Bipolar disorder alters your mood, energy, and activity levels, characterized by “high” (manic) and “low” (depressive) episodes. If your bipolar isn’t well controlled, certain stressors or changes to your daily routine may lead to a manic or depressive episode. “Common triggers include lack of sleep, abusing alcohol or illegal drugs, pregnancy, financial stressors, and medications such as steroids or antidepressants,” says Julian Lagoy, MD, a psychiatrist with Mindpath Health. Learn how to cope with these triggers so you can stay mentally healthy, whatever life has in store.
What causes bipolar disorder?
Though the specific causes of bipolar disorder are unclear, several factors play a role, according to the National Alliance on Mental Illness. An imbalance of brain chemicals is believed to lead to dysregulated brain activity. And while a brain scan can’t diagnose bipolar disorder, scientists have identified differences in the brain structure of people with the condition. Genetics may also play a part. If your parents or siblings have the disorder, your chances of developing it are higher. However, someone with a family history of bipolar disorder may never develop it themselves.
Stressful life events
One of the most common triggers for a depressive or manic episode is stress. “This may be a single major stressful event, such as the death of a loved one or a medical emergency, or a series of smaller life stressors, like increased pressure at work or conflict at home,” says Caleb Lack, PhD. To manage your stress in a healthy way, try meditation, visualization, breathing exercises, and yoga.
Bipolar disorder can affect your sleep pattern—but skimping on sleep can also be a trigger, says Lack. He recommends interpersonal and social rhythm therapy as one of the most effective preventive measures. IPSR, is designed to help you establish a healthy schedule of sleep, diet, and exercise habits. To relax before bed and sleep better at night, you could also try taking a warm bath, or reading.
Any type of relationship issue—be it with a partner, family member, friend, or colleague—can cause stress. “Psychosocial stressors with family and friends are common triggers for a bipolar episode,” says Dr. Lagoy. In one study, negative social experiences were among the events that triggered suicidal thinking. Other research found that people with bipolar disorder have higher rates of divorce. Working with a therapist can help you and your partner navigate life with bipolar disorder together.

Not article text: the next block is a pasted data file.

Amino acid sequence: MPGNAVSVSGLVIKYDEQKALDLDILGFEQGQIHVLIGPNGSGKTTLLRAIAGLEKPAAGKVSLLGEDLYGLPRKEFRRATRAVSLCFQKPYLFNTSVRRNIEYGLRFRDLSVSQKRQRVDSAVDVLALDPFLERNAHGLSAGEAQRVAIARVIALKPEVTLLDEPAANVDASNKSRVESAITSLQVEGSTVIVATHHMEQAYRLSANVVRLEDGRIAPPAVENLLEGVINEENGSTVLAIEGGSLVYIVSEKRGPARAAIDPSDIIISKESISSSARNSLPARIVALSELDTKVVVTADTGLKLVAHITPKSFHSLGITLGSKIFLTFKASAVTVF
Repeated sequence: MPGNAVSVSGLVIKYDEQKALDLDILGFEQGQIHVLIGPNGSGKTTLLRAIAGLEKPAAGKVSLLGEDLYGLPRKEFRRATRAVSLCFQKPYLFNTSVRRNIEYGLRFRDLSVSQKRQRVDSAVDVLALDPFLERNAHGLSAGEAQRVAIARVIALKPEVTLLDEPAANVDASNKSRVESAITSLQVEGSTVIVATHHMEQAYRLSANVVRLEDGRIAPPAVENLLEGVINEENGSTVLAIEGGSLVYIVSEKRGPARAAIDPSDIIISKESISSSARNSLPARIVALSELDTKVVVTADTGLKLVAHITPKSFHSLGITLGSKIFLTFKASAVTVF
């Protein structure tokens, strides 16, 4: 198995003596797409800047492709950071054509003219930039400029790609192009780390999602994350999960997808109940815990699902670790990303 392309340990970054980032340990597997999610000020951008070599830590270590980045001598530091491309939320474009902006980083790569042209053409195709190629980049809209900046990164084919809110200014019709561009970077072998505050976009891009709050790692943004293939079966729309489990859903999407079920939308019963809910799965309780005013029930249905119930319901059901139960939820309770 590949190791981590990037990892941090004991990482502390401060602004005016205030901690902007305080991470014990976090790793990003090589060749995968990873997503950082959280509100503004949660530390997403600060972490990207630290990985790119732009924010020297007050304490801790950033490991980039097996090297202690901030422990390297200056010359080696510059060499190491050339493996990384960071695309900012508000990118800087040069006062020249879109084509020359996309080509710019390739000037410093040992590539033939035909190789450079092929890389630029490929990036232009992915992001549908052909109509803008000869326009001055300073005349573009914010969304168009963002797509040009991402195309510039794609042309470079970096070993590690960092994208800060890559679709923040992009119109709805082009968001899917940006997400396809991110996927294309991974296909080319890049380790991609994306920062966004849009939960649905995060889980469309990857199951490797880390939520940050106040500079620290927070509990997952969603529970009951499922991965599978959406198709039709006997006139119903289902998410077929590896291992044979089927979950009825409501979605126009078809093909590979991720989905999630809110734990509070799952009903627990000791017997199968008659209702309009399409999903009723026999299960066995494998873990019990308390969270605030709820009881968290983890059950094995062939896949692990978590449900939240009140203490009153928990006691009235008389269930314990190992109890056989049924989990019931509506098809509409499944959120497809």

Drug and alcohol misuse
Alcohol and illicit drugs can make manic or depressive symptoms worse, says Lack. “This is particularly true for stimulants, even caffeine in high amounts,” he adds. More than half of people with bipolar disorder (56%) have a history of drug abuse, while 44% have abused alcohol, according to The National Alliance on Mental Illness. Research suggests that drug and alcohol misuse can increase the risk of bipolar disorder; other studies suggest that people with the condition use substances to cope with symptoms.
Prescribed drugs can also trigger a bipolar episode. Antidepressants aren’t recommended as a monotherapy (single treatment) for bipolar disorder because they increase the risk for mania, says Dr. Lagoy. However, an antidepressant may be prescribed to someone with bipolar disorder alongside a mood stabilizer or antipsychotic. Speak to your doctor if you have concerns about how your meds are affecting your bipolar symptoms.
Seasonal affective disorder (SAD), characterized by mood fluctuations when the weather changes, affects about 25% of people with bipolar disorder. Episodes may be linked to a specific season, with mania more common during spring and summer and depression during early winter. A 2021 review found that hospital admissions for bipolar depressive episodes peak in early winter and hospitalizations for manic episodes are more common in spring and summer. Your doctor can advise you on treatments for SAD, such as light therapy, psychotherapy, vitamin D supplements, and antidepressants.
We don’t know for sure how or why pregnancy can trigger a bipolar episode—there’s just not enough research. But studies have shown that women with the condition have a 50% risk of recurrence of symptoms during pregnancy and after giving birth.
Financial difficulties are often tied to episodes in people with bipolar disorder, and it can become a vicious cycle. Compulsive buying may increase money worries, leading to more anxiety and stress. Adhering to your bipolar disorder treatment plan will help keep episodes of mania under control, but if you need additional help to change your financial habits, consider making an appointment with a therapist.